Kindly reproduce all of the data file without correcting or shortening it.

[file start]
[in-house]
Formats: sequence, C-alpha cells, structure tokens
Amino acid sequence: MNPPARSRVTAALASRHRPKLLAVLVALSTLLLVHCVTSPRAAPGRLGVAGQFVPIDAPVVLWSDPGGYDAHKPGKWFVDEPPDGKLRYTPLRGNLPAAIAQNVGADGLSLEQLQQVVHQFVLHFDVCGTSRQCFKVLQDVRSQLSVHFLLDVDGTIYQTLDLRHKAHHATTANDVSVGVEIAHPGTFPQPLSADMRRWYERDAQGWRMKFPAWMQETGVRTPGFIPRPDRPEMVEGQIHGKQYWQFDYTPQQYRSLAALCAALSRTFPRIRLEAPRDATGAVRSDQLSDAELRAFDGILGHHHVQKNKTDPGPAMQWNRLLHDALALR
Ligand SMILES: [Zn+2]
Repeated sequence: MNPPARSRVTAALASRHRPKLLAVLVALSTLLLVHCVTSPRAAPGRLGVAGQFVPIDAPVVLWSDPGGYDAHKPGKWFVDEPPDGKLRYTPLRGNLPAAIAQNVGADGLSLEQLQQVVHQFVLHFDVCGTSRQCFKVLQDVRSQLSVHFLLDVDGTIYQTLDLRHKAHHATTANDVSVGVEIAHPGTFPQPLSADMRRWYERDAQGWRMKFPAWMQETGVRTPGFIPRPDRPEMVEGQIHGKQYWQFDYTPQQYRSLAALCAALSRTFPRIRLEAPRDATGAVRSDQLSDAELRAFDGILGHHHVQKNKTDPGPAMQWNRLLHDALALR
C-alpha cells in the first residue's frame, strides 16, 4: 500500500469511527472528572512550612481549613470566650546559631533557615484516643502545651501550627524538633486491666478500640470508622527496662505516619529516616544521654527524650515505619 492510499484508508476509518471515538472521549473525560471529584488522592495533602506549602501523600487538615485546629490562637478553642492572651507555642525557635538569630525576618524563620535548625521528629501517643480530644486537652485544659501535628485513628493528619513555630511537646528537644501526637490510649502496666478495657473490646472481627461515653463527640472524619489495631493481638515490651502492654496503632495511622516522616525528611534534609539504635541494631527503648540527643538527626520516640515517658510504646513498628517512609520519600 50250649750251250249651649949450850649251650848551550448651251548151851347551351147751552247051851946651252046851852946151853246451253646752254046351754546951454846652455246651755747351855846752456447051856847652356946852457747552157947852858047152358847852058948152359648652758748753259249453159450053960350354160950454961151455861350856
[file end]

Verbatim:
[in-house]
Formats: sequence, C-alpha cells, structure tokens
Amino acid sequence: MNPPARSRVTAALASRHRPKLLAVLVALSTLLLVHCVTSPRAAPGRLGVAGQFVPIDAPVVLWSDPGGYDAHKPGKWFVDEPPDGKLRYTPLRGNLPAAIAQNVGADGLSLEQLQQVVHQFVLHFDVCGTSRQCFKVLQDVRSQLSVHFLLDVDGTIYQTLDLRHKAHHATTANDVSVGVEIAHPGTFPQPLSADMRRWYERDAQGWRMKFPAWMQETGVRTPGFIPRPDRPEMVEGQIHGKQYWQFDYTPQQYRSLAALCAALSRTFPRIRLEAPRDATGAVRSDQLSDAELRAFDGILGHHHVQKNKTDPGPAMQWNRLLHDALALR
Ligand SMILES: [Zn+2]
Repeated sequence: MNPPARSRVTAALASRHRPKLLAVLVALSTLLLVHCVTSPRAAPGRLGVAGQFVPIDAPVVLWSDPGGYDAHKPGKWFVDEPPDGKLRYTPLRGNLPAAIAQNVGADGLSLEQLQQVVHQFVLHFDVCGTSRQCFKVLQDVRSQLSVHFLLDVDGTIYQTLDLRHKAHHATTANDVSVGVEIAHPGTFPQPLSADMRRWYERDAQGWRMKFPAWMQETGVRTPGFIPRPDRPEMVEGQIHGKQYWQFDYTPQQYRSLAALCAALSRTFPRIRLEAPRDATGAVRSDQLSDAELRAFDGILGHHHVQKNKTDPGPAMQWNRLLHDALALR
C-alpha cells in the first residue's frame, strides 16, 4: 500500500469511527472528572512550612481549613470566650546559631533557615484516643502545651501550627524538633486491666478500640470508622527496662505516619529516616544521654527524650515505619 492510499484508508476509518471515538472521549473525560471529584488522592495533602506549602501523600487538615485546629490562637478553642492572651507555642525557635538569630525576618524563620535548625521528629501517643480530644486537652485544659501535628485513628493528619513555630511537646528537644501526637490510649502496666478495657473490646472481627461515653463527640472524619489495631493481638515490651502492654496503632495511622516522616525528611534534609539504635541494631527503648540527643538527626520516640515517658510504646513498628517512609520519600 50250649750251250249651649949450850649251650848551550448651251548151851347551351147751552247051851946651252046851852946151853246451253646752254046351754546951454846652455246651755747351855846752456447051856847652356946852457747552157947852858047152358847852058948152359648652758748753259249453159450053960350354160950454961151455861350856